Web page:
- Allied Airborne patch on right shoulder with dog tag chain outline.
- Ribbons and awards as follows:, Purple Heart Ribbon with two Oak Leaf clusters, Bronze Star Medal with Oak Leaf cluster, European-African-Middle East Campaign Ribbon (with Invasion Star and 4 battle stars), American Defense Service Medal, Army of Occupation Medal.
- Ruptured Duck (Honorable Service/Discharge)
- Presidential Unit Citation with Oak Leaf cluster
- Four overseas service bars (on left sleeve cuff) 24+ months of combat service
- The "Belgian Fourragère 1940"- composed of one round smooth cord, partially braided, and of TWO other cords, of which one is terminated by a knot and a brass ferret - it is made of wool and cotton for NCOs and EM, and of silk for Officers - all threads are tinted in colors resembling the ribbon of the Belgian Croix de Guerre 1940 (i.e. basic red, dotted with green threads) - the Fourragère encircles the LEFT shoulder and passes under the armpit, and is fixed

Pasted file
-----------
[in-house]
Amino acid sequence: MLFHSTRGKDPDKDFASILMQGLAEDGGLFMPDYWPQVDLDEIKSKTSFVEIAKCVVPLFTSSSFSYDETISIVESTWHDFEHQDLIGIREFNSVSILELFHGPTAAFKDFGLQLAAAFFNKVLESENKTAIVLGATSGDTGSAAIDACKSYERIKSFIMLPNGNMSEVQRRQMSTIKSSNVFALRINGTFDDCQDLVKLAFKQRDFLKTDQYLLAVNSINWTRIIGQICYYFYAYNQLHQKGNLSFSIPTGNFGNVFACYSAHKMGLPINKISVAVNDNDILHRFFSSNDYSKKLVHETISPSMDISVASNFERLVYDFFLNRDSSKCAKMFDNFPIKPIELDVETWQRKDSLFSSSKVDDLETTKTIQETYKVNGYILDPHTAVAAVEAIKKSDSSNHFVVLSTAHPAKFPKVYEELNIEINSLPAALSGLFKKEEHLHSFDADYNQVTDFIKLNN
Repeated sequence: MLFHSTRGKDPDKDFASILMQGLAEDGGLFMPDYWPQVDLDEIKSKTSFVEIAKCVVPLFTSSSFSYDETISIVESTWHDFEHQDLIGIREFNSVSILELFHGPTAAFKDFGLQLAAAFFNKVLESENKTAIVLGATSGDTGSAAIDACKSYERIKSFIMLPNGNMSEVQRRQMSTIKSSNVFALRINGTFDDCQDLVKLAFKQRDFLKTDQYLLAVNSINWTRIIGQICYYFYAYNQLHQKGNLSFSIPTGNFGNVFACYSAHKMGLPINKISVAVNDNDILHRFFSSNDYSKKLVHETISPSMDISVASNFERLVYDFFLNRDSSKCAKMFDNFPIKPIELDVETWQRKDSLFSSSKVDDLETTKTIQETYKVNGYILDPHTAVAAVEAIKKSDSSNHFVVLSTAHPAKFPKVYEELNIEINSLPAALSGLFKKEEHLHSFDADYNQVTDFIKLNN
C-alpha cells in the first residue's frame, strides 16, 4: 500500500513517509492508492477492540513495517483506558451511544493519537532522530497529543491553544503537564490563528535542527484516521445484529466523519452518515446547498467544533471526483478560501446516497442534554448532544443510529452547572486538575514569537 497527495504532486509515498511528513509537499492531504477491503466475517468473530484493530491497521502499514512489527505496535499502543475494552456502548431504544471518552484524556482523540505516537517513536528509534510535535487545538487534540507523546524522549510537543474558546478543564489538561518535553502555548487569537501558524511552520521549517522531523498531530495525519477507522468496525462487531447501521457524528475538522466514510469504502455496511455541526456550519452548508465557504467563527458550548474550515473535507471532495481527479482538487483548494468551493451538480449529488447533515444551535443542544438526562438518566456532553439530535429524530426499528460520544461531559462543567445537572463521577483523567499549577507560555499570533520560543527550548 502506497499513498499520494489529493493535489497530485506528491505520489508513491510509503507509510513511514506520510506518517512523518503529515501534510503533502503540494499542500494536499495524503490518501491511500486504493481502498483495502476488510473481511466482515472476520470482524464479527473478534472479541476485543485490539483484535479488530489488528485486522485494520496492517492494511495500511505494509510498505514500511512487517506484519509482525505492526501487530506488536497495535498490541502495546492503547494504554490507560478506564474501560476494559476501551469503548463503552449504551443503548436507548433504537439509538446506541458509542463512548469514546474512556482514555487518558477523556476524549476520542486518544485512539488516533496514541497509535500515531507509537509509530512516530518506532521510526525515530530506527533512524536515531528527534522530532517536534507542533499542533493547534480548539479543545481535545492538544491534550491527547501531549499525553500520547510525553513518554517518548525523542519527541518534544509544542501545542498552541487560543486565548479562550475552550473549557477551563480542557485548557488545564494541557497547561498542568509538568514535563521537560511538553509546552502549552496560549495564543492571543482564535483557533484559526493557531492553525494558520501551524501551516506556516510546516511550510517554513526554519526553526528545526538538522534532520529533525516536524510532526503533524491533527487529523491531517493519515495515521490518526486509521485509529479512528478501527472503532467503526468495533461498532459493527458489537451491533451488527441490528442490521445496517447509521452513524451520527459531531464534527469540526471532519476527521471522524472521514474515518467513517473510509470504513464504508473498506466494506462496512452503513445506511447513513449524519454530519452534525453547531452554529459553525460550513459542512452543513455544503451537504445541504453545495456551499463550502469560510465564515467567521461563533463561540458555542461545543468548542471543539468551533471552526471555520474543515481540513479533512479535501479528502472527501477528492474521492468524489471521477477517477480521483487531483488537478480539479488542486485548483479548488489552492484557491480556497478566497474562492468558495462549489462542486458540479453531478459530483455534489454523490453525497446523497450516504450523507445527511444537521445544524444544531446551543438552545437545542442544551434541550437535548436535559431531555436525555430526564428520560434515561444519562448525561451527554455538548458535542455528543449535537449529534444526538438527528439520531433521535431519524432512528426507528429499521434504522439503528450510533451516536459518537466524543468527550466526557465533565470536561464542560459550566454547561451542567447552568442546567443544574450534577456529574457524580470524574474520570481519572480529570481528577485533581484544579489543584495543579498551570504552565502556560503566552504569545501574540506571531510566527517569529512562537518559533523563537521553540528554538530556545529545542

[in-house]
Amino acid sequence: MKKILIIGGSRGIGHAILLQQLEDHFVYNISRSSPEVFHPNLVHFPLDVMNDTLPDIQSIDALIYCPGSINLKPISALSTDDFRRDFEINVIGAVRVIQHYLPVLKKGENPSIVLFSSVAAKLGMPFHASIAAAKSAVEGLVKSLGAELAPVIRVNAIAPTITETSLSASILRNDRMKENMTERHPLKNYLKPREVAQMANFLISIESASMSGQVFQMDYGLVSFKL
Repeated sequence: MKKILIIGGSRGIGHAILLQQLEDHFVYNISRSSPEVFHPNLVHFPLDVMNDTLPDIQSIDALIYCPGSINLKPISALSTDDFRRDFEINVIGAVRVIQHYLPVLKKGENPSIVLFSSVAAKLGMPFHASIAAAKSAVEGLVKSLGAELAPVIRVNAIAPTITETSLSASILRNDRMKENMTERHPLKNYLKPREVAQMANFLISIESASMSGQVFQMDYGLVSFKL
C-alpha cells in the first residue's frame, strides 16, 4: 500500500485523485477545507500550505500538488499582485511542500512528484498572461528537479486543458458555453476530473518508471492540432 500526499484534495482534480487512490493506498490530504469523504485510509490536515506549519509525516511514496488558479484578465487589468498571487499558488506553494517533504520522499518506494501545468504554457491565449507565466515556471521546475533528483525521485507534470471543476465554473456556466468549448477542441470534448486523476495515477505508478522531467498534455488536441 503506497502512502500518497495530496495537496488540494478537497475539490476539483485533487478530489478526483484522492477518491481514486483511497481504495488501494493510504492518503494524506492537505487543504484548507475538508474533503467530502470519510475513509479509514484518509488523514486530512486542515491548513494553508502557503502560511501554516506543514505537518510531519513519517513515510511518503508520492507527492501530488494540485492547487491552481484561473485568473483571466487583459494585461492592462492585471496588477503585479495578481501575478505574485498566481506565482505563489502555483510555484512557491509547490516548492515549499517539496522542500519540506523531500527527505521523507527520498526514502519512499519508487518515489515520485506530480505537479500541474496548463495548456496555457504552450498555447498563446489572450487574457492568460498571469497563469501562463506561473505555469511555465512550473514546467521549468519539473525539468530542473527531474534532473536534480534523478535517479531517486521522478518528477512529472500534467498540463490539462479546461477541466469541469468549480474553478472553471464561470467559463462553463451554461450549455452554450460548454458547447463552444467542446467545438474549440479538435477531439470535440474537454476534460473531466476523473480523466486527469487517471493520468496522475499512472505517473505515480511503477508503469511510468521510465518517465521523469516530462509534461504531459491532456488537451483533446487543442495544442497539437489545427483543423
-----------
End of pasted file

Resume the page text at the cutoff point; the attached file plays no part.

by 2 tiny loops onto the button of the shoulder loop
- "Order of the Orange" shoulder cord awarded by the Dutch government for surviving Operation Market Garden.

- Overseas infantry garrison cap in good condition with parachute patch named on the interior R.E. Ernst.

- Research binder filled with copies of wartime documents such as morning reports that name Ernst, copies of his hospitalizations from wounds sustained in action, unit history, and so much more.

- Copy of Sgt. Ernst in uniform.

The 907th Glider Field Artillery Battalion Unit History:

The 307th Ammunition Train was constituted on 5 August 1917 as part of the National Army at Camp Gordon, near Atlanta, Georgia and assigned to the 82nd Infantry Division. The unit saw extensive action in World War I during the Lorraine Campaign and the St.Mihiel and Meuse-Argonne Offensives. It was demobilized 18-23 May 1919 at Camp Upton, New York then reconstituted 24 June 1921 in the Organized Reserves and assigned to the 82d Infantry Division.